October 22, 2017

Tenth Circuit: Default Judgment Non-Dischargeable in Bankruptcy Under 11 U.S.C. § 523(a)(19)

The Tenth Circuit Court of Appeals issued its opinion in Tripodi v. Welch on Wednesday, January 13, 2016.

Nathan Welch was a real estate developer, and beginning in 2006, he worked to procure funding for the Talisman project. Robert Tripodi invested in the Talisman project, ultimately putting $1 million into the development, secured by promissory notes from Welch. When Talisman failed, Welch defaulted on the notes, and Tripodi filed a complaint against Welch in federal district court in 2009, alleging violations of federal and state securities laws. Welch answered the complaint, but a few months later his counsel moved to withdraw. The district court granted counsel’s motion and gave Welch 20 days to find new counsel or appear pro se. Several months later, Tripodi moved for default judgment, and, because Welch did not respond to the motion, the district court entered default judgment against him in April 2010. For the next year, Tripodi presented proof of damages, costs, and attorney fees, and the district court found Tripodi was owed $729,161.65 plus post-judgment interest.

Welch filed a voluntary petition for Chapter 7 bankruptcy in August 2011. Nearly two years later, Tripodi filed a motion for relief from the automatic stay. The district court granted Tripodi’s motion and directed its clerk to enter final monetary judgment. The clerk entered judgment in his favor for $729,161.65 plus post-judgment interest accruing since May 2011. Welch opposed a determination of damages and filed a cross-motion to set aside entry of default. The district court denied his motion as untimely. Each party then filed post-judgment motions. Tripodi moved for an order determining that the default judgment against Welch was non-dischargeable under 11 U.S.C. § 523(a)(19), while Welch moved for the court to reconsider its order refusing to set aside the default, to set aside the default, and to enter a judgment on the pleadings in his favor. The district court granted Tripodi’s motion and denied Welch’s.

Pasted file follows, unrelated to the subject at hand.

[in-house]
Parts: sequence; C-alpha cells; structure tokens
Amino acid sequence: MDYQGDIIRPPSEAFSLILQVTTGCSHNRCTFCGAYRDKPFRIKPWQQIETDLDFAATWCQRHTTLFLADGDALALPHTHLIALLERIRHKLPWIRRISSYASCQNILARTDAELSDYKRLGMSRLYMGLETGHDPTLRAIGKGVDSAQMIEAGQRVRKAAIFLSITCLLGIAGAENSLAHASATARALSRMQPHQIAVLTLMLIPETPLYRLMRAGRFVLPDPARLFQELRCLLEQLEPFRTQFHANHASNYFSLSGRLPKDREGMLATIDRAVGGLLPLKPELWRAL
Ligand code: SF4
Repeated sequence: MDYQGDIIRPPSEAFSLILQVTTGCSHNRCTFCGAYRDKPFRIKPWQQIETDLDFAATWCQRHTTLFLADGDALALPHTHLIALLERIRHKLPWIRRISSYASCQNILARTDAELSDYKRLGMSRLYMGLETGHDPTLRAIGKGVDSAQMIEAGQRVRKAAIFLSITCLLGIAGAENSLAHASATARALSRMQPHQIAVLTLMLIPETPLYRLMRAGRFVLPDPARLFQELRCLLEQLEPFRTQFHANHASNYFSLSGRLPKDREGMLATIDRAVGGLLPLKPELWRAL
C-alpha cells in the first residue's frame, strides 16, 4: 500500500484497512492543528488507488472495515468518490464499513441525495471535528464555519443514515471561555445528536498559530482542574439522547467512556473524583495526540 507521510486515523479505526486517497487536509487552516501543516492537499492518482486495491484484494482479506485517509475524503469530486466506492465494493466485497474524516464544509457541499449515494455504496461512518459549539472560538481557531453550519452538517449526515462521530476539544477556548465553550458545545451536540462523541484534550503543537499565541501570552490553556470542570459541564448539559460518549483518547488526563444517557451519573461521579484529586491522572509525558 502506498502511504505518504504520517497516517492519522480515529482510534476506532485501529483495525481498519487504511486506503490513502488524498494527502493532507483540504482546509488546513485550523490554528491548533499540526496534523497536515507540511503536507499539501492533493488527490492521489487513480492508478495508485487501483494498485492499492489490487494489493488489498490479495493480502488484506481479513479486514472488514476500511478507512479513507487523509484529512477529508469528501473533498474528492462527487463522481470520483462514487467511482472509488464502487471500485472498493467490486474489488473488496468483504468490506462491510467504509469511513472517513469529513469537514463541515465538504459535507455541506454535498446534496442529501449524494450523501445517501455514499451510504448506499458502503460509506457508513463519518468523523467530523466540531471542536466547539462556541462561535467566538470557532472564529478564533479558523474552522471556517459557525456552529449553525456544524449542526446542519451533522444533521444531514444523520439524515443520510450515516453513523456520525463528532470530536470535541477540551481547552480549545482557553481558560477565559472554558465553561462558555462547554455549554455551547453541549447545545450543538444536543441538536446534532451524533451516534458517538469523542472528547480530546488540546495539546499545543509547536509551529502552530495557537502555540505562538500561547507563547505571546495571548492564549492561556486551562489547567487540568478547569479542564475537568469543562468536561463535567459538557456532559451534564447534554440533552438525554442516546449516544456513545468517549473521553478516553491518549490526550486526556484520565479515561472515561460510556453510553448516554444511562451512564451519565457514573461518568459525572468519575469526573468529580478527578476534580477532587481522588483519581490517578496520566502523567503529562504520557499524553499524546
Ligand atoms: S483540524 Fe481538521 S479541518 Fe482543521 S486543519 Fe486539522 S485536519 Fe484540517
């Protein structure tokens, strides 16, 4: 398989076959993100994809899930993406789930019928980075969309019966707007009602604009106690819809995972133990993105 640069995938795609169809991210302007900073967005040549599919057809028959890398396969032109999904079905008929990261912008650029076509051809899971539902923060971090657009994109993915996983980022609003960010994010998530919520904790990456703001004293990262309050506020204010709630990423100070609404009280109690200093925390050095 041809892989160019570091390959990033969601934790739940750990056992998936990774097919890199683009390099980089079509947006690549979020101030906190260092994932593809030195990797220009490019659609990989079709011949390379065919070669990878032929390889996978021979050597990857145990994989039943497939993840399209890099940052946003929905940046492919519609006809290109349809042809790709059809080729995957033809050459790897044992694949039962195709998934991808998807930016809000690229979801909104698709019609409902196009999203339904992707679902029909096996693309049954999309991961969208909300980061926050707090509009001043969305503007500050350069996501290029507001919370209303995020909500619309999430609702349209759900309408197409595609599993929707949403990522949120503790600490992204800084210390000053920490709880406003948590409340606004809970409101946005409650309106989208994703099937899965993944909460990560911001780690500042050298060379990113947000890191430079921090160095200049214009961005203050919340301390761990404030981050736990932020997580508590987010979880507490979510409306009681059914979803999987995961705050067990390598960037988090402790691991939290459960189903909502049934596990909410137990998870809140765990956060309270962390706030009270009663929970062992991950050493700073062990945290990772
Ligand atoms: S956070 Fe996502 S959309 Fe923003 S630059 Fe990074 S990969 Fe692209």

Welch appealed, arguing the district court erred in denying his motion for judgment on the pleadings and granting Tripodi’s motion that default is non-dischargeable under § 523(a)(19). The Tenth Circuit disagreed. The Tenth Circuit characterized Welch’s appeal as a roundabout way to challenge the entry of default against him by challenging the sufficiency of the pleadings. The Tenth Circuit addressed the district court’s grant of default judgment. The Tenth Circuit found that the pleadings were legally sufficient, as they showed (1) Tripodi invested in Talisman because he thought it would be a high-yeilding investment opportunity, (2) the investment was structured for broad distribution to unsophisticated investors such as himself, (3) the investing public would consider the notes to be securities, and (4) the collateral provided little security for investors. These four factors led the Tenth Circuit to conclude that the district court correctly ruled the notes were securities and Welch violated securities laws. The Tenth Circuit found no abuse of discretion.

Welch next contended that the district court erred in finding that the debt was non-dischargeable in bankruptcy under § 523(a)(19). The Tenth Circuit again disagreed. The Tenth Circuit noted that § 523(a)(19) renders debts non-dischargeable when they arise in connection with a violation of state or federal securities laws. Two factors prevent the debt from being discharged: (1) the debt must stem from a violation of federal or state securities law, and (2) the debt must be memorialized in a judicial order or settlement agreement. The Tenth Circuit found that Welch’s debt to Tripodi satisfied both factors.

The judgment of the district court was affirmed.

Print Friendly, PDF & Email

Speak Your Mind

*